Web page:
Fifth: Cuomo is disingenuously being selective about which violence is ”wrong”, and which is ”morally right”.  Double standards should not exist if one is morally consistent.

Sixth: Cuomo omits that Antifa has been classfied as a terrorist organization by the Department of Homeland Security.  Yes, the Feds consider them terrorists.

Seventh: Cuomo doesn’t seem to register that these ”defenders of the people” almost always conceal their faces with masks or bandannas, yet the ”bad guys” never do.  Odd.

My thought is that censorship should be a last resort, not a first.  It is very unsettling that some are completely fine with taking away people’s right to speak.  Calling someone a racist, or calling their words or ideas hate speech doesn’t make it so.   And even if it is, why start down the path of censorship?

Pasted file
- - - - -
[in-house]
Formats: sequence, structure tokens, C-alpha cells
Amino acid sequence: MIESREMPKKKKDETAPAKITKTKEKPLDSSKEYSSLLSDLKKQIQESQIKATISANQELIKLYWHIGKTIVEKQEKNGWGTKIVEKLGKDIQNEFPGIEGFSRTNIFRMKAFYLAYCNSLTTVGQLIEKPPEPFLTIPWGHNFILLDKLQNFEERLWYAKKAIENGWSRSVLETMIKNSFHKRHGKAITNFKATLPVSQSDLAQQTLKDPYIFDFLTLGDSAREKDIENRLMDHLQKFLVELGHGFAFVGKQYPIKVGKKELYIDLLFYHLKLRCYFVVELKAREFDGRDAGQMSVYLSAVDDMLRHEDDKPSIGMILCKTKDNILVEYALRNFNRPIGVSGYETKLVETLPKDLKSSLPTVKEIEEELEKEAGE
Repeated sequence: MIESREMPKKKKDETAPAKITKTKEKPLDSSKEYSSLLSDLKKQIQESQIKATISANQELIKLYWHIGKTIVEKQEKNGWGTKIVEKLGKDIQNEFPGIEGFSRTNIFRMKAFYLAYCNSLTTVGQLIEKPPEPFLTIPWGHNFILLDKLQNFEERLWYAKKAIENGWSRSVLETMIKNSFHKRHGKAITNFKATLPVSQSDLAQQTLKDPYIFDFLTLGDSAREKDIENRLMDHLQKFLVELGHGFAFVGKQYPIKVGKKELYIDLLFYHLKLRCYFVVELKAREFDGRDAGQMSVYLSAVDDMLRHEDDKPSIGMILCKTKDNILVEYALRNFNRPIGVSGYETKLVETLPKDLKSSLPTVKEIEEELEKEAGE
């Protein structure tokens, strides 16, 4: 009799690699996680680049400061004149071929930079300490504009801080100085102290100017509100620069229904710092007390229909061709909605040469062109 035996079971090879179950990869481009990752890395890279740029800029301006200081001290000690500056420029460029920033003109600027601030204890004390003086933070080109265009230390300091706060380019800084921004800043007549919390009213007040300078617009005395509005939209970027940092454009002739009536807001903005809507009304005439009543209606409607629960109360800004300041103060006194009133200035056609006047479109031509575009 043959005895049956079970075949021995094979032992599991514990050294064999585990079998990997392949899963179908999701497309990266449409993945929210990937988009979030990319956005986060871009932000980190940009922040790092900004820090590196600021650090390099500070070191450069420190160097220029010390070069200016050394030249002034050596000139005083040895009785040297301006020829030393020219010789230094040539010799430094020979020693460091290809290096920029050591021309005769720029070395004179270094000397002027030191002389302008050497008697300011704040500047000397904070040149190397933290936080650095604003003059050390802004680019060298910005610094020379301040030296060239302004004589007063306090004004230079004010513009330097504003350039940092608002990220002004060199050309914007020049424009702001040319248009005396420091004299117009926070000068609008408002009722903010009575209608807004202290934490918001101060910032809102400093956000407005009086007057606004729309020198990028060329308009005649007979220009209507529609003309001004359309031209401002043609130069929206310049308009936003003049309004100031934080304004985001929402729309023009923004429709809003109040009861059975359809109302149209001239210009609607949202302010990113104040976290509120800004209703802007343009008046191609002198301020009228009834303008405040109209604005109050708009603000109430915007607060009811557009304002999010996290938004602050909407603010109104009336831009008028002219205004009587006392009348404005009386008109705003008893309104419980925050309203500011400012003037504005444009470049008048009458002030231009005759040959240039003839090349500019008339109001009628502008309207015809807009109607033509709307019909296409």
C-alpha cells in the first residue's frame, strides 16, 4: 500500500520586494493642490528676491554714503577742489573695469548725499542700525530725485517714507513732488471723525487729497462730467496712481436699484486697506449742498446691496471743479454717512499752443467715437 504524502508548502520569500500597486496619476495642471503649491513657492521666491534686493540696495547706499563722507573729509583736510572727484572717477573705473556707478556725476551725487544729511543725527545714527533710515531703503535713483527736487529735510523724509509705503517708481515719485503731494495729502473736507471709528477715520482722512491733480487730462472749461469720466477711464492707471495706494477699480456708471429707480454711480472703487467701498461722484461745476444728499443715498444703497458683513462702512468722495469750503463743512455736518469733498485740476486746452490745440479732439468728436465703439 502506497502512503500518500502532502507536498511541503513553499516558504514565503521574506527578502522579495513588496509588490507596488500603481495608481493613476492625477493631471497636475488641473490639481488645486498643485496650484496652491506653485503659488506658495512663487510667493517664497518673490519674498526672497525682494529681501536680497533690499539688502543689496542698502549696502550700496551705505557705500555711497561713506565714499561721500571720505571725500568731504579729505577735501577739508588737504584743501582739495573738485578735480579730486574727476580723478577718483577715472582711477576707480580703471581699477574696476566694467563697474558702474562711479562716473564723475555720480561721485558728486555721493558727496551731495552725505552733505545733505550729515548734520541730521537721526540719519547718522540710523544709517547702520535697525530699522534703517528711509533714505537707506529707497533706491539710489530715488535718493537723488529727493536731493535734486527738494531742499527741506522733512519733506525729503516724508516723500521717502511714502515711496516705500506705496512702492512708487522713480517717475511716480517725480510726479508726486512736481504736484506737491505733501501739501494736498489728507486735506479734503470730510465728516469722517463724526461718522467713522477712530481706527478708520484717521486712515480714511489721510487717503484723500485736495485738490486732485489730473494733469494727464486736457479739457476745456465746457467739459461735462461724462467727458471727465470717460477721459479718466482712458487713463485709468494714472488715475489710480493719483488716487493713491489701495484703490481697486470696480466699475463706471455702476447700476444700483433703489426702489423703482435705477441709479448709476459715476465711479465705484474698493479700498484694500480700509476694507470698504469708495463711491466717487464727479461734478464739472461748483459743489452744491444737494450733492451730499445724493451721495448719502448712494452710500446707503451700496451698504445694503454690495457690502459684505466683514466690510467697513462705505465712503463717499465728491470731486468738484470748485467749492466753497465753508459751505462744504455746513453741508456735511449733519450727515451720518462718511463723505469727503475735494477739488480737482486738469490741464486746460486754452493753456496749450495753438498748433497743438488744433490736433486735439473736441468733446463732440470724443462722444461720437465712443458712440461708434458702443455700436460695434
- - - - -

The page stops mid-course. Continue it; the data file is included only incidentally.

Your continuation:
Wise words: I disagree with what you say, but will defend to the death your right to say it.

Chris Cuomo is a disgrace to journalism.

Canadian Universities Fighting Against Free Speech and Free Association in Court

February 28, 2018 — Universities like to champion themselves as defenders of different peoples and ideologies.

However, while the former may be true, anyone who has ever spent time at one knows that the latter is not true.

In this case, 3 Ontario post-secondary institutes were facing legal challenges.  But now a Superior Court has ruled in their favour.

They are: (1) Ryerson University for refusing to grant official status for men’s issues awareness, and both the (2) Durham College & UOIT and (3) University of Toronto Mississauga for refusing official status for pro-life groups.

Here are a few links to related media:

CLICK HERE CLICK HERE

CLICK HERE CLICK HERE

CLICK HERE CLICK HERE